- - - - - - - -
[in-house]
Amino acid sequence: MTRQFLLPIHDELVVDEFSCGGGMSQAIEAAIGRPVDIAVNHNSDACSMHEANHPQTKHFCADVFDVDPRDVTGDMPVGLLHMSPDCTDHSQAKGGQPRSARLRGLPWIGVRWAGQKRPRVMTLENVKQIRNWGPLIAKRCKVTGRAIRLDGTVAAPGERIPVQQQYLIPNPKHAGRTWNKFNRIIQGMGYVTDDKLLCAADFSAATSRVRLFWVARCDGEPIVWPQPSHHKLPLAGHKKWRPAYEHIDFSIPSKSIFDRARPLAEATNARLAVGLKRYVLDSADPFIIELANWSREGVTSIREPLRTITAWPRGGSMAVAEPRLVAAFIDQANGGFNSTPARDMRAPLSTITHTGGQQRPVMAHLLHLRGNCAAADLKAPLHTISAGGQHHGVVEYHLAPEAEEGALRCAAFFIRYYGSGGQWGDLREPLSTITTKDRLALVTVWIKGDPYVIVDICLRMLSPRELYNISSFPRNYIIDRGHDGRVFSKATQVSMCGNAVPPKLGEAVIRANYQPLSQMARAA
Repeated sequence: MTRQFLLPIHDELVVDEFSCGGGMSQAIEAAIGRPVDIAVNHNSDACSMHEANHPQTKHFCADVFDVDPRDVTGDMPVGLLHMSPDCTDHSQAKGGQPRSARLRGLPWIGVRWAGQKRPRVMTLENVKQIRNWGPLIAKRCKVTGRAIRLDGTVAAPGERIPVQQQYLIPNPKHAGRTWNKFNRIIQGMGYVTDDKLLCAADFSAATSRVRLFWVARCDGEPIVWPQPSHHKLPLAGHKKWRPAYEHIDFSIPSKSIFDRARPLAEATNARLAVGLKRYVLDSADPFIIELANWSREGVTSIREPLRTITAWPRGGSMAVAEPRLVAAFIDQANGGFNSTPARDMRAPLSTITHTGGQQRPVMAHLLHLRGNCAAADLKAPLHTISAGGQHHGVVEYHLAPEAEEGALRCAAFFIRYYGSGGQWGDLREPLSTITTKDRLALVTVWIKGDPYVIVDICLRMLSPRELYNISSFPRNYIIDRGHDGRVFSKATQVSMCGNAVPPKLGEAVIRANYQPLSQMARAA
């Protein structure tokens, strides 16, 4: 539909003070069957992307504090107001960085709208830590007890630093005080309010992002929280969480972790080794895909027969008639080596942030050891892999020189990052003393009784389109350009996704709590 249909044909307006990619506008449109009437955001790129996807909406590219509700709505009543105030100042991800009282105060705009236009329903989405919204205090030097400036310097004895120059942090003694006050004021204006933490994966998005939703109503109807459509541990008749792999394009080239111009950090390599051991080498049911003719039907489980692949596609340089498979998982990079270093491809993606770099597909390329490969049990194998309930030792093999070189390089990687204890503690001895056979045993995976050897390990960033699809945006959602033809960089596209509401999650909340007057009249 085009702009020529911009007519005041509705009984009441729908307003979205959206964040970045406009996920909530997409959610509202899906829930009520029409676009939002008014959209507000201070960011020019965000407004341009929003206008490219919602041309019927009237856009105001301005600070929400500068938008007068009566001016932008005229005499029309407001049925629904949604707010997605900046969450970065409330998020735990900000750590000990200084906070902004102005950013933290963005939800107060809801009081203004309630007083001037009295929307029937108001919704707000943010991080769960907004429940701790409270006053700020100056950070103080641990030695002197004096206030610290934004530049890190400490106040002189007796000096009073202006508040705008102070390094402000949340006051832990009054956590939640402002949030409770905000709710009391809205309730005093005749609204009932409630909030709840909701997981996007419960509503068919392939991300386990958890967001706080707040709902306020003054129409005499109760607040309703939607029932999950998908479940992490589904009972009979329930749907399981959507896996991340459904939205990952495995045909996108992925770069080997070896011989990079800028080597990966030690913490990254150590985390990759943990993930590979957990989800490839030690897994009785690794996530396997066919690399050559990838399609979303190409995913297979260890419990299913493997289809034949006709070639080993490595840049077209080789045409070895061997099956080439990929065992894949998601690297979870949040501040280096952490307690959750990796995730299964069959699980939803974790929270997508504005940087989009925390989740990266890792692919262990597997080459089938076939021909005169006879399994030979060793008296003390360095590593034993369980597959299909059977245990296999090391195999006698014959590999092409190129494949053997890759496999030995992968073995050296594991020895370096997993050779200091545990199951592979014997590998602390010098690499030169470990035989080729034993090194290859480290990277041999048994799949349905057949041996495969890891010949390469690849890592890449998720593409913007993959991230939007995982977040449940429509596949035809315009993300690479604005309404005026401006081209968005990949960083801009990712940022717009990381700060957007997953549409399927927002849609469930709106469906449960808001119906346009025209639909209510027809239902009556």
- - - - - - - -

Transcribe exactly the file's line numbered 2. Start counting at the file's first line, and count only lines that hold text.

Amino acid sequence: MTRQFLLPIHDELVVDEFSCGGGMSQAIEAAIGRPVDIAVNHNSDACSMHEANHPQTKHFCADVFDVDPRDVTGDMPVGLLHMSPDCTDHSQAKGGQPRSARLRGLPWIGVRWAGQKRPRVMTLENVKQIRNWGPLIAKRCKVTGRAIRLDGTVAAPGERIPVQQQYLIPNPKHAGRTWNKFNRIIQGMGYVTDDKLLCAADFSAATSRVRLFWVARCDGEPIVWPQPSHHKLPLAGHKKWRPAYEHIDFSIPSKSIFDRARPLAEATNARLAVGLKRYVLDSADPFIIELANWSREGVTSIREPLRTITAWPRGGSMAVAEPRLVAAFIDQANGGFNSTPARDMRAPLSTITHTGGQQRPVMAHLLHLRGNCAAADLKAPLHTISAGGQHHGVVEYHLAPEAEEGALRCAAFFIRYYGSGGQWGDLREPLSTITTKDRLALVTVWIKGDPYVIVDICLRMLSPRELYNISSFPRNYIIDRGHDGRVFSKATQVSMCGNAVPPKLGEAVIRANYQPLSQMARAA